We’re here to tell you the answer; it ‘does not matter’.
That’s right. It does not matter what the average number of lessons is, because you are not an average person. You are unique with unique skills and unique needs. You probably have noticed when asking around for the number of average lessons you’ll get all sorts of ridiculous numbers.
We’ve even heard people claiming they only needed 10 lessons to pass their driving test! Let’s pretend for a second that they’re telling the truth (they’re not). They passed after 10 lessons (they didn’t). So what? What has somebody else’s ability (or imagination) got to do with you? The reason is simple. Do you want to simply pass your test, or do you want to be a safe and confident driver?
Using your driving lessons to become a safer driver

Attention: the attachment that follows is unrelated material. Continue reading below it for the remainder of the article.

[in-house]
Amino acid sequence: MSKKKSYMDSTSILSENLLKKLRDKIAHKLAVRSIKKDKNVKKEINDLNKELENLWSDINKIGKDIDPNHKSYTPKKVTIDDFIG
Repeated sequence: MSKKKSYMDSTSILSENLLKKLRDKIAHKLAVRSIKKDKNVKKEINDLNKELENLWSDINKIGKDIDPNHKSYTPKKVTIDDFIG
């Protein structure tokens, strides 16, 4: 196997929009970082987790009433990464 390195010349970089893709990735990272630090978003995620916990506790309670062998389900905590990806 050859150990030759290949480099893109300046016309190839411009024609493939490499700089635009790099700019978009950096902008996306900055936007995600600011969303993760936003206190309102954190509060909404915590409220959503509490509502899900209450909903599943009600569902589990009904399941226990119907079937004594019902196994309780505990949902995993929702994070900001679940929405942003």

Every year hundreds of new drivers die on the road. Imagine how much smaller the figure would be if all of those drivers had the desire to become safe drivers, rather than to just scrape a pass for their driving test with the minimum amount of lessons?
Think about it for a second. Do you want to sacrifice your life (and other people’s) for the sake of shaving off a few hours and saving £100?
There is a myth out there that driving instructors want to stretch out the number of lessons as much as possible. That if they could, they’d make you have to take 100 lessons before you could take your test.
This is just untrue. Every driving instructor has a responsibility to you. They would rather be accused of stretching out lessons than be the one who rushed through 20 lessons for a young person to pass their test only to die in a car crash months later.
That is why we’re not going to tell you what the average number of lessons it takes to pass.
We don’t want to add to the idea that the point of driving lessons is to learn the bare minimum in the minimal amount of time to squeeze through a pass.
Simply put, it will take you as long as it needs to and as many lessons as it takes to be a safe and confident driver.
Remember, your safety is worth far more than any amount of money you think you’ll be saving by rushing things.